Tuesday, February 27, 2018

Finally a project for this yarn...

Once upon a time, many years ago, when D and I got married, we went on our Honeymoon to America, hired a Harley, and drove all over New England.  We had a magical time, staying in little B&Bs and on farmsteads in the middle of nowhere, and visiting Portland, and Plymouth, and Boston. 

We also visited a whole lot of yarn shops. 

Before we went off, I had asked on my blog (which, at the time, was a whole lot more busy because I was posting almost daily), if readers living in New England could recommend their favourite yarn shops to me, and we had a fantastic time visiting all those little shops. I learned spinning with a drop spindle on that holiday, and I still cherish the little spindle I took home with me. I couldn't buy nearly as much as I wanted, fleece or yarn, because although the Harley is a large bike, it doesn't allow for too much luggage, but I still managed to come home with a few little treasures.

One of those treasures was a batch of 7 balls of Schachenmayr nomotta Two In One. I quite liked the loopy texture of the yarn, although I was not sure what I was going to use it for.

When we came home, the 7 balls of Schachenmayr got stashed in one of my yarn bins and that's where they remained, for over a decade. Every so often I pulled a ball out to fondle it, or to check the yardage, wondering what I could do with it. At times I was tempted to pass the yarn on, since no project came to mind, but it does have sentimental value, so I could never quite bring myself to do it. The problem remained, though; either the yarn was the wrong weight, or the wrong texture, I didn't fancy a scarf or hat, and for most larger projects such as cardigans or sweaters 7 balls was just not enough.

At the end of last year I decided to give it one more try. I've gradually been de-stashing these past few years, because my yarn stash is really rather out of control, and I was fed up with seeing it there, gathering dust. I was going through the pattern library on Ravelry and thought I rather fancied a cowl. I found one I particularly liked, a DROPS design, and thought I might be able to make it work if I modified the pattern a bit.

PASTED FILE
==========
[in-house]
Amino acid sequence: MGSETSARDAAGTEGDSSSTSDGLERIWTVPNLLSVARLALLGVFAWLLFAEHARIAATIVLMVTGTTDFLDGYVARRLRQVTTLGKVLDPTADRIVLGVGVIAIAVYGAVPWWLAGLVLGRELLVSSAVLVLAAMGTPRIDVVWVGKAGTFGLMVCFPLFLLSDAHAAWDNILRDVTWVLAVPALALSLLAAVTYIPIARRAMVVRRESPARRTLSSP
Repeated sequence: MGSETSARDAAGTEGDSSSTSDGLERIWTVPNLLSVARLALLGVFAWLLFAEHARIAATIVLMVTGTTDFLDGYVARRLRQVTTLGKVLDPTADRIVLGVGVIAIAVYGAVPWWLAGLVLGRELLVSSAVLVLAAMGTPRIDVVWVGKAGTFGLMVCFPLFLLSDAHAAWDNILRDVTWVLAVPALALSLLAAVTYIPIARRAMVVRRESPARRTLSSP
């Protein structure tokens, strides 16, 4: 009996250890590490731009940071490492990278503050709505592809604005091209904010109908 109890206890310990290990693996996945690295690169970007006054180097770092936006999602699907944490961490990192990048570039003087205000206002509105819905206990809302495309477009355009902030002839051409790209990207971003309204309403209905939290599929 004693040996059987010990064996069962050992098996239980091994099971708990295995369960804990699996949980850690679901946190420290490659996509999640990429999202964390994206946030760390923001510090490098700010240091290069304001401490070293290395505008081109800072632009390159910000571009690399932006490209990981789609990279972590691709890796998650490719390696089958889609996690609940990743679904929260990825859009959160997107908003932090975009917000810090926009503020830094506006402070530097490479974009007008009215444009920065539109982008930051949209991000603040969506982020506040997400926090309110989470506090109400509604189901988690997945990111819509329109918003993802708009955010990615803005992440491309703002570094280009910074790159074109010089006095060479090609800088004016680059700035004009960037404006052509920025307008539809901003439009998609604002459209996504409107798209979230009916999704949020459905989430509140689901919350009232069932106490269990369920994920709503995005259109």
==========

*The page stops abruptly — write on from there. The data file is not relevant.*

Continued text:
There would be no sleeves of course - there was no way my 7 balls of yarn were going to stretch to full-length sleeves. The pattern was also a little odd in places - I didn't fancy the directions to increase rather than decrease knitting up from the hem towards the waist - and my gauge was also a little bit off. Never mind I thought, I'll figure it out as I go along.

And I did! There were hick-ups of course - I had to correct the width of the jumper by decreasing by a whole lot of stitches past the first few rows because my gauge was far worse than I'd thought for example - but the yarn, although not a joy to knit with (all those loops...), turned out to be quite forgiving of such mistakes. Instead of increasing towards the waist, I went with the traditional decrease then increase towards the bust. I skipped the sleeves and instead just went with little capped sleeves, and I guesstimated the increases in the cowl (again, the yarn is forgiving), but I suppose I followed the pattern roughly. 

I had to shape and pin the folds in the cowl, because the way it fell naturally it looked like a deflated donut around my neck, but you know? I absolutely love this cowl. I wear it with a long-sleeved top underneath, and it's comfy and stylish and I seem to wear it all the time! 


  1. It looks wonderful and must bring back so many happy memories each time you wear it.

  2. Yay for using aged yarn. It certainly looks warm and reminds me of Idlewood.

  3. Wow It is really wonderful wool cloth .looking wise so gorgeous. blue wool blanket.